When the goal is to get rid of bats, it’s essential to figure out what type of bat you’re dealing with. So the first thing to do is learn what types of bats are common in your neck of the woods. Next, try to get a good look at the bats, if you haven’t already, so you can compare your observations to your research. Vampire aficionados could easily guess that you  best chances of seeing a bat are at dusk and dawn.

Once you know what kind of bats are in your house, you can move on to determining whether or not it’s maternity season for that particular species. If you prevent the mother bat from regaining entry to your house while the babies are still inside, those babies are going to die. And no matter how you feel about that, you’re definitely not going to like how it smells. So if it’s maternity season, wait it out.

Sure that maternity season is over or has not begun yet? OK—time to get serious. Watch your home closely at dusk or dawn, with the aim of pinpointing where exactly the bats are entering and exiting your home. Bear in mind that a bat colony usually has more than one access point, and these can be as small as a half-inch. You may need more than one evening to locate the different openings being used.

Cover each distinct opening with a one-way exit valve, one-way tube, or one-way bat netting product. Such items are commonly sold at home centers and pest control dealers. The ingeniousness of these designs is that, while they allow bats to exit the house with ease, they provide no way for the bats to return. If your chosen device seems to be working, leave it in place for a period of about three days.

Once there are no more bats left inside, you have a messy job on your hand. Inevitably, the bats will have left droppings and urine in their wake. When cleaning, it’s imperative that you wear the proper protective gear—full-sleave clothing, work gloves, and a respirator. In fact, think seriously about hiring a professional cleanup crew. Once the area is no longer toxic, proceed to seal all the holes you identified.

Genius! DIY Pumpkin Keg

What's more seasonal than pumpkins? Here's one DIY you can make in minutes as the memorable centerpiece of your Halloween party this year.

DIY Pumpkin Keg


This time of year, it seems like everyone’s got a thing for pumpkins. But even if neither pumpkin pie nor pumpkin-spiced lattés are on the menu for your Halloween bash, you can still find a place at the table for fall’s most famous gourd. Introducing the pumpkin keg.

Christina Stiehl, editor at, first tipped us off to this genius little hack (and for that, we’re forever grateful.) Christina, it should be said, loves pumpkins—cooking them, decorating them, and yes, drinking out of them.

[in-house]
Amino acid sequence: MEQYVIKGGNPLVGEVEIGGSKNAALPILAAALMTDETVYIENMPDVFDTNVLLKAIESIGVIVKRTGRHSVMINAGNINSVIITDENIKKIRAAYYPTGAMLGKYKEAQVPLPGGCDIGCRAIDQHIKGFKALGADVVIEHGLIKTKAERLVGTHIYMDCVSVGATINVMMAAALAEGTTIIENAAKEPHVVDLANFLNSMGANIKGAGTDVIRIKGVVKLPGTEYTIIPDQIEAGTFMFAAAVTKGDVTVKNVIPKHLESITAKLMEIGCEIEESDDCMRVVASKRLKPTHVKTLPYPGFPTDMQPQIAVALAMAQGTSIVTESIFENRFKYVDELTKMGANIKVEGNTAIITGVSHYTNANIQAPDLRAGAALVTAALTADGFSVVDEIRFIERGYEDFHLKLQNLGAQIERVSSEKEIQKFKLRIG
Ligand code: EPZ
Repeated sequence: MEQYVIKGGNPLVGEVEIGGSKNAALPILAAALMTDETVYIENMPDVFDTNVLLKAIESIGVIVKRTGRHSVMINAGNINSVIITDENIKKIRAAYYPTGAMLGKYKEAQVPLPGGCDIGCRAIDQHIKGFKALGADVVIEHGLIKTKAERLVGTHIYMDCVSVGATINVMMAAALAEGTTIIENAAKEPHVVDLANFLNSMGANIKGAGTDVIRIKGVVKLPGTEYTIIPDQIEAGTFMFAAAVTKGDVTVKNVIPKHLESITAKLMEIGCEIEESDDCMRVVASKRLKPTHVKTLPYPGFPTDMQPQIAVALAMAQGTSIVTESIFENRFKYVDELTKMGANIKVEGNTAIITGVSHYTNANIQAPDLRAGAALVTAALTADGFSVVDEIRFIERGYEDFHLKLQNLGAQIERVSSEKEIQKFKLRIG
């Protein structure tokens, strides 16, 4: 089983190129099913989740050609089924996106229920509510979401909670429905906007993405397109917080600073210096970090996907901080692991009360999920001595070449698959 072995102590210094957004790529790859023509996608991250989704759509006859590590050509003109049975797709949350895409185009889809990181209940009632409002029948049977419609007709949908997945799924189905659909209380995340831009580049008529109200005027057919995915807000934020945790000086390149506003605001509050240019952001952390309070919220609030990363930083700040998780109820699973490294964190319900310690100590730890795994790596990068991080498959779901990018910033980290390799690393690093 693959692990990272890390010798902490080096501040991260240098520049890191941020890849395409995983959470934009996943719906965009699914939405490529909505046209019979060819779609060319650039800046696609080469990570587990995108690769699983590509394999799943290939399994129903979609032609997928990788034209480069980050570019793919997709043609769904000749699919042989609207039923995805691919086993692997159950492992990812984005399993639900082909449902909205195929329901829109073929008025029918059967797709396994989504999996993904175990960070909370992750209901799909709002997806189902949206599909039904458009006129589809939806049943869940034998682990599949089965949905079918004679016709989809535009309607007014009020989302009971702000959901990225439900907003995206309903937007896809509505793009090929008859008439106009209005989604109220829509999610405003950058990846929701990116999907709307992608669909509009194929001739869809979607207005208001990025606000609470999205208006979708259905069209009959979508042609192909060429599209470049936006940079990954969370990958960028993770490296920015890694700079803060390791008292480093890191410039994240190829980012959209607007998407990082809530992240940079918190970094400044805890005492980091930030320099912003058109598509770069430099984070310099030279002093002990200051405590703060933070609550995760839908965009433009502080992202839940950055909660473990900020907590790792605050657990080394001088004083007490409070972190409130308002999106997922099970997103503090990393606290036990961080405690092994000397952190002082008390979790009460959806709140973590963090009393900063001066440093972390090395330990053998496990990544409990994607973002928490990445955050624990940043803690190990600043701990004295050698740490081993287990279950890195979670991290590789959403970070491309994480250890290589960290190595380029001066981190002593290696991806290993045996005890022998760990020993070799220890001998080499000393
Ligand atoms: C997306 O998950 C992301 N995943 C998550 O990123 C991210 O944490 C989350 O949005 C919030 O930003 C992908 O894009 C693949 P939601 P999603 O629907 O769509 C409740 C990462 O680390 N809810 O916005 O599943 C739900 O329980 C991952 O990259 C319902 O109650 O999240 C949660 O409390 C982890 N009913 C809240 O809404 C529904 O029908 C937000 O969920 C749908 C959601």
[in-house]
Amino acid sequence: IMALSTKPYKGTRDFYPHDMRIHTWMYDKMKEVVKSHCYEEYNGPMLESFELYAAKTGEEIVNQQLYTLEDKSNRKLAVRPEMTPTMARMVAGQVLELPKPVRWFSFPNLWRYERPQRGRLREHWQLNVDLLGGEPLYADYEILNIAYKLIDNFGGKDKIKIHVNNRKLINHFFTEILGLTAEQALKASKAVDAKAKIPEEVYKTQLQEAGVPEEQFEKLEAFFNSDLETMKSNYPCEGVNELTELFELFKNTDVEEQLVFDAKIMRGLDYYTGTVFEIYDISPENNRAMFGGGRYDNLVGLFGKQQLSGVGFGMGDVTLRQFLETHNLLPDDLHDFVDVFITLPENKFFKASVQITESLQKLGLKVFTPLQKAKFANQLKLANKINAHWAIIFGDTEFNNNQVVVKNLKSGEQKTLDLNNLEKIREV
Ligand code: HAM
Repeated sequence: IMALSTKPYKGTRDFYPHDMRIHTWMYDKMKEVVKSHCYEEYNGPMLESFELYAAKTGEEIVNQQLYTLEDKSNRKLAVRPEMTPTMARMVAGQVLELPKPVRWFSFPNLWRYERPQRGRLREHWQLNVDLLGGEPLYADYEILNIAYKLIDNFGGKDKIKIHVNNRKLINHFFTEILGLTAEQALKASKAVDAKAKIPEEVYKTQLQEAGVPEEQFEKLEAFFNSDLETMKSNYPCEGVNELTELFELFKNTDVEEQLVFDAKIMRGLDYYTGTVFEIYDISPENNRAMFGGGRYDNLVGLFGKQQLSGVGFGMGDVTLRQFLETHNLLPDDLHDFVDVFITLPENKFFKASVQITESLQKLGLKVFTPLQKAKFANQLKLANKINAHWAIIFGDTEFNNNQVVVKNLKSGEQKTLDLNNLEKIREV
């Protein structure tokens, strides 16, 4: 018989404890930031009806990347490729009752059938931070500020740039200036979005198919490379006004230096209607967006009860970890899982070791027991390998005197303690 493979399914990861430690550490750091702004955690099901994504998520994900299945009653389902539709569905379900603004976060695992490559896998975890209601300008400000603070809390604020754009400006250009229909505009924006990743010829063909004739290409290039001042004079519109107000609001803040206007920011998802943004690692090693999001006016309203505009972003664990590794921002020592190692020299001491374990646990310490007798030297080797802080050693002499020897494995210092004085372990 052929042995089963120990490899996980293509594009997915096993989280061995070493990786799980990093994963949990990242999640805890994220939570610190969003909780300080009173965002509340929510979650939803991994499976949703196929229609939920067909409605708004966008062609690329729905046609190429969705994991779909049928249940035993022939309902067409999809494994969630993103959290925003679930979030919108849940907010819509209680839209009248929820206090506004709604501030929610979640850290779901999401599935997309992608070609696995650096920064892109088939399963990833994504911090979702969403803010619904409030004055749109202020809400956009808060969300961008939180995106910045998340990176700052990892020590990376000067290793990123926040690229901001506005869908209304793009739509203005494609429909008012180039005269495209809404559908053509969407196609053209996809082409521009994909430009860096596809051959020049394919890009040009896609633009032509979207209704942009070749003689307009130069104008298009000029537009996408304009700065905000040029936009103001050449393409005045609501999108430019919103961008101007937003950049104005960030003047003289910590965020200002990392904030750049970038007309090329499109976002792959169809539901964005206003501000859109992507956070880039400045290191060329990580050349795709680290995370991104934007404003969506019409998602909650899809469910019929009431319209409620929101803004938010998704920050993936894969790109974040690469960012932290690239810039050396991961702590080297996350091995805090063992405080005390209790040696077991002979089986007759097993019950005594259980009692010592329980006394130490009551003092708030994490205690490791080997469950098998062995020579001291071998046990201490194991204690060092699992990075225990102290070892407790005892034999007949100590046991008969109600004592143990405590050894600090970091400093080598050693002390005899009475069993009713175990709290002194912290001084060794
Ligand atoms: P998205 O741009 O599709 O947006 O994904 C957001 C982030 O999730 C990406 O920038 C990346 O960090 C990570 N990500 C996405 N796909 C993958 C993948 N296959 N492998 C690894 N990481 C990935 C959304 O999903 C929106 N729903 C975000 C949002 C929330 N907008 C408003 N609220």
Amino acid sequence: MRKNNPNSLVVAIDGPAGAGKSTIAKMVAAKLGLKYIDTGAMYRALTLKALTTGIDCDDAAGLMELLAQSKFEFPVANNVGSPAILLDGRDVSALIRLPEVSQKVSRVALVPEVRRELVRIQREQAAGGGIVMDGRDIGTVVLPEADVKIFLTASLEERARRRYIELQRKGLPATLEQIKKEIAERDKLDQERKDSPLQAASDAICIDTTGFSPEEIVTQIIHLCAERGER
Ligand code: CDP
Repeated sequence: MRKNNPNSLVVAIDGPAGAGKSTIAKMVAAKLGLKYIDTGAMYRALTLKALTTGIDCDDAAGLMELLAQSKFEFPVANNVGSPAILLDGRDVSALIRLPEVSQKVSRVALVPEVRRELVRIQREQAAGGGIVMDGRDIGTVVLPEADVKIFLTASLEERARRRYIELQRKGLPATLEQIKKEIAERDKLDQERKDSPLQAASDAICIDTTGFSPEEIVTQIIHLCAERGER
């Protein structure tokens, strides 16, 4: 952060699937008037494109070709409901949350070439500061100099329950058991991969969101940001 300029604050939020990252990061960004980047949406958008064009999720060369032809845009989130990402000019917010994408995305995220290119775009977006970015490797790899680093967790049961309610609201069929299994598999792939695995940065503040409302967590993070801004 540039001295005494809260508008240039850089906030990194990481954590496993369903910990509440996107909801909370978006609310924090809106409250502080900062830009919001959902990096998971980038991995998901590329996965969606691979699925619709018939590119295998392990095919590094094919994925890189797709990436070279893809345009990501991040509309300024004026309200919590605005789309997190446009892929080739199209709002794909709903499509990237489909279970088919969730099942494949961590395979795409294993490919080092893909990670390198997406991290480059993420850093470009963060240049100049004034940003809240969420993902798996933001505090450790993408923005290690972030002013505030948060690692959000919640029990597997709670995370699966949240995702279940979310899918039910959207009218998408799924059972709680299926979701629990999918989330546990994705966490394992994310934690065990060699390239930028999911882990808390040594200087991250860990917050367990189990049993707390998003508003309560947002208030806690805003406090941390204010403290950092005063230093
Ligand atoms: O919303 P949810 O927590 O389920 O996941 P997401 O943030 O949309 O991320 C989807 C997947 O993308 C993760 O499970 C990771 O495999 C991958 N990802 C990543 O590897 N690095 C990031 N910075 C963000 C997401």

While it may tempting to gut the pumpkin in haste to make your pumpkin keg, Christina reminds us that it’d be waste to speed through the process. ”Pumpkins are super cute on the outside,” she says, “but the insides are filled with a bunch of delicious good-for-you stuff. After carving a pumpkin and cleaning out all the ooey-gooey insides, I love saving all of the seeds to roast. After washing them, I usually toss them in olive oil and some kind of seasoning (usually Cajun or a ranch packet), then bake for 10-15 minutes at 400 degrees. It’s a tradition we always did when I was a kid, and I like to continue it every year.”

Roasted pumpkin seeds: the perfect snack to serve next to the DIY pumpkin keg you create for your guests! 

DIY Pumpkin Keg - Pour


- Pumpkin
- Marker or pencil
- Pumpkin carving kit (or serrated knife)
- Plastic spigot
- Beverage of choice

First, draw a ring around the top of your pumpkin. This will be your guide to carve the lid. Try to keep this pretty close to the top of the pumpkin, so you optimize the hollowed-out space that will hold the liquid.

Once that’s done, carve it! If you’re without a carving kit, you can use a serrated knife. Whatever your tool of choice, poke it in at an angle and work your way around the ring.

DIY Pumpkin Keg - Carved


Once you’ve gone all the way around, pop the lid off and clean out your pumpkin. Make sure you get all the seeds out and most of the pulp, but don’t worry if some gets left behind, as it adds a little flavor to the drink.

Now find the spot where you want to place your spigot. Using your pencil or marker. Cutting the hole here will require a pretty fine serrated knife, so the carving kit proves really worthwhile at this point.

Once your spigot is secured, pour in your drink of choice. (Christine recommends Sam Adam’s Octoberfest, but you can try cider or other seasonal drinks.) Finally, pop the lid back on your pumpkin. You’re ready to go!